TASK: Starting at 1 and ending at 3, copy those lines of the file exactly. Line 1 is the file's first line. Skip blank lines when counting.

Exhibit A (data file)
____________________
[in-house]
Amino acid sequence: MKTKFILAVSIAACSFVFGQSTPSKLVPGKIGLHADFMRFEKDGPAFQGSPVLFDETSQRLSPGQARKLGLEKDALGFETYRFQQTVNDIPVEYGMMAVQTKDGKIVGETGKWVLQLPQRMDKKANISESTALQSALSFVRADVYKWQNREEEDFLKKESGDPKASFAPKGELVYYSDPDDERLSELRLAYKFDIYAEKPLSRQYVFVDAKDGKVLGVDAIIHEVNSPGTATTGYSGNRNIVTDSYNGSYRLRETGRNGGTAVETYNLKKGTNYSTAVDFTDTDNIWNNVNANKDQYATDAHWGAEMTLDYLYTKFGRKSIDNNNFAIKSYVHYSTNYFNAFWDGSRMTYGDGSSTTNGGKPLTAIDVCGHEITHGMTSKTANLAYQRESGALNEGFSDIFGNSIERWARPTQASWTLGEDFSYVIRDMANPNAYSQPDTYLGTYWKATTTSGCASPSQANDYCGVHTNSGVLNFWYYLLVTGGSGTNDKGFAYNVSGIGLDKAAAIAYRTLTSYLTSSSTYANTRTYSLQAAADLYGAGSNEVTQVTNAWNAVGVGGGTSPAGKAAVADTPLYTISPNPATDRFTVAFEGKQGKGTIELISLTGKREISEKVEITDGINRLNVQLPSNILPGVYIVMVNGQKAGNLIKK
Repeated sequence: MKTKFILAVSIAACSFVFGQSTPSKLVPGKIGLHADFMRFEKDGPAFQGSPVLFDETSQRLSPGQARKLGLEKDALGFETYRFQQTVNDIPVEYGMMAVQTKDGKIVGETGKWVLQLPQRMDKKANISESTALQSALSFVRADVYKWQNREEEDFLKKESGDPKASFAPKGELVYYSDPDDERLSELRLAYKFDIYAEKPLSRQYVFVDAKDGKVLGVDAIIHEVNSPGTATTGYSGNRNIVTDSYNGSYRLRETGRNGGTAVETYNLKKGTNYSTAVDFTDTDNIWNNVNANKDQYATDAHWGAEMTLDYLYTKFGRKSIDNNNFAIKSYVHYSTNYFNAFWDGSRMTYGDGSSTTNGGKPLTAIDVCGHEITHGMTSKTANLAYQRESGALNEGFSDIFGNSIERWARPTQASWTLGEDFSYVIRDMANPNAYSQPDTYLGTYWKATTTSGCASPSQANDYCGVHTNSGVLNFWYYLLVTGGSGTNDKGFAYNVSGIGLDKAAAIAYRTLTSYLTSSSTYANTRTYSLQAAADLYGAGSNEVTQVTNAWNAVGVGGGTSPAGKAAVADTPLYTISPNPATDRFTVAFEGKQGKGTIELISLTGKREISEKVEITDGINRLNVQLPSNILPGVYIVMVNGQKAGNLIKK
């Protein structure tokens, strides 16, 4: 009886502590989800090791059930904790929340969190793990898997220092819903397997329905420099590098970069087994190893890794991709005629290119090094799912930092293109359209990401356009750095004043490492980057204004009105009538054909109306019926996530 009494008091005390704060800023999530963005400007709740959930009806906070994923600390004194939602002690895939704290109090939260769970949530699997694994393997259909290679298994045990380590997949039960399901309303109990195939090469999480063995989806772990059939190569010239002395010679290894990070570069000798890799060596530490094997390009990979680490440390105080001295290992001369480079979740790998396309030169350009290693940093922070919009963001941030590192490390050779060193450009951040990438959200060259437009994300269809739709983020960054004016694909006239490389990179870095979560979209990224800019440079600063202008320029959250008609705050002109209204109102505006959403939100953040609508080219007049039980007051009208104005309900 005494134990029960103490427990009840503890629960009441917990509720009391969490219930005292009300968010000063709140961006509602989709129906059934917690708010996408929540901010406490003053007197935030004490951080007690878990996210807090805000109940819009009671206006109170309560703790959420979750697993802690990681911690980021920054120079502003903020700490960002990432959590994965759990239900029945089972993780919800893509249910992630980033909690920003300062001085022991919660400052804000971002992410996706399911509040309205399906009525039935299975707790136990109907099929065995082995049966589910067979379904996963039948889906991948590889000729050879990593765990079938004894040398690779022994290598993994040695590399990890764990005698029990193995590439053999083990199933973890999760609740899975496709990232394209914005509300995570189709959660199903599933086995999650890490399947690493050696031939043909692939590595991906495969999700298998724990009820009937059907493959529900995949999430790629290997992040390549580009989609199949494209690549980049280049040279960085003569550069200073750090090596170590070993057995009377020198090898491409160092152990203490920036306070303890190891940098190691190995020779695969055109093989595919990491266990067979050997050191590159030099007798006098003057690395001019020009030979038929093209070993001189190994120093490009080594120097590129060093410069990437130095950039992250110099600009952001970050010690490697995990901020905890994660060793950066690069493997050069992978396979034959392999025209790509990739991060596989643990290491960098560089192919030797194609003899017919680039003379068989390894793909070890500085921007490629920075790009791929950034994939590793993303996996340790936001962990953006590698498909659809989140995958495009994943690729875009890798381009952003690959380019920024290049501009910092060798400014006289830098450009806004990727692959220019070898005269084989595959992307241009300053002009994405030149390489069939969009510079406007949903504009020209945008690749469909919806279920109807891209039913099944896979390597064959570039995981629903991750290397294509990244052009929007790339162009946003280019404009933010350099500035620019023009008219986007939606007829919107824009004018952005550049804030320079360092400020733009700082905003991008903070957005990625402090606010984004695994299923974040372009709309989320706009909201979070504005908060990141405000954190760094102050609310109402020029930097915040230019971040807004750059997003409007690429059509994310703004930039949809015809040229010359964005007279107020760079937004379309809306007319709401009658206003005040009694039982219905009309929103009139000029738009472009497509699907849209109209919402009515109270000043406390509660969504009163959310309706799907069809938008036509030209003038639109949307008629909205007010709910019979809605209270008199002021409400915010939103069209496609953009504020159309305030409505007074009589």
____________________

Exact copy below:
[in-house]
Amino acid sequence: MKTKFILAVSIAACSFVFGQSTPSKLVPGKIGLHADFMRFEKDGPAFQGSPVLFDETSQRLSPGQARKLGLEKDALGFETYRFQQTVNDIPVEYGMMAVQTKDGKIVGETGKWVLQLPQRMDKKANISESTALQSALSFVRADVYKWQNREEEDFLKKESGDPKASFAPKGELVYYSDPDDERLSELRLAYKFDIYAEKPLSRQYVFVDAKDGKVLGVDAIIHEVNSPGTATTGYSGNRNIVTDSYNGSYRLRETGRNGGTAVETYNLKKGTNYSTAVDFTDTDNIWNNVNANKDQYATDAHWGAEMTLDYLYTKFGRKSIDNNNFAIKSYVHYSTNYFNAFWDGSRMTYGDGSSTTNGGKPLTAIDVCGHEITHGMTSKTANLAYQRESGALNEGFSDIFGNSIERWARPTQASWTLGEDFSYVIRDMANPNAYSQPDTYLGTYWKATTTSGCASPSQANDYCGVHTNSGVLNFWYYLLVTGGSGTNDKGFAYNVSGIGLDKAAAIAYRTLTSYLTSSSTYANTRTYSLQAAADLYGAGSNEVTQVTNAWNAVGVGGGTSPAGKAAVADTPLYTISPNPATDRFTVAFEGKQGKGTIELISLTGKREISEKVEITDGINRLNVQLPSNILPGVYIVMVNGQKAGNLIKK
Repeated sequence: MKTKFILAVSIAACSFVFGQSTPSKLVPGKIGLHADFMRFEKDGPAFQGSPVLFDETSQRLSPGQARKLGLEKDALGFETYRFQQTVNDIPVEYGMMAVQTKDGKIVGETGKWVLQLPQRMDKKANISESTALQSALSFVRADVYKWQNREEEDFLKKESGDPKASFAPKGELVYYSDPDDERLSELRLAYKFDIYAEKPLSRQYVFVDAKDGKVLGVDAIIHEVNSPGTATTGYSGNRNIVTDSYNGSYRLRETGRNGGTAVETYNLKKGTNYSTAVDFTDTDNIWNNVNANKDQYATDAHWGAEMTLDYLYTKFGRKSIDNNNFAIKSYVHYSTNYFNAFWDGSRMTYGDGSSTTNGGKPLTAIDVCGHEITHGMTSKTANLAYQRESGALNEGFSDIFGNSIERWARPTQASWTLGEDFSYVIRDMANPNAYSQPDTYLGTYWKATTTSGCASPSQANDYCGVHTNSGVLNFWYYLLVTGGSGTNDKGFAYNVSGIGLDKAAAIAYRTLTSYLTSSSTYANTRTYSLQAAADLYGAGSNEVTQVTNAWNAVGVGGGTSPAGKAAVADTPLYTISPNPATDRFTVAFEGKQGKGTIELISLTGKREISEKVEITDGINRLNVQLPSNILPGVYIVMVNGQKAGNLIKK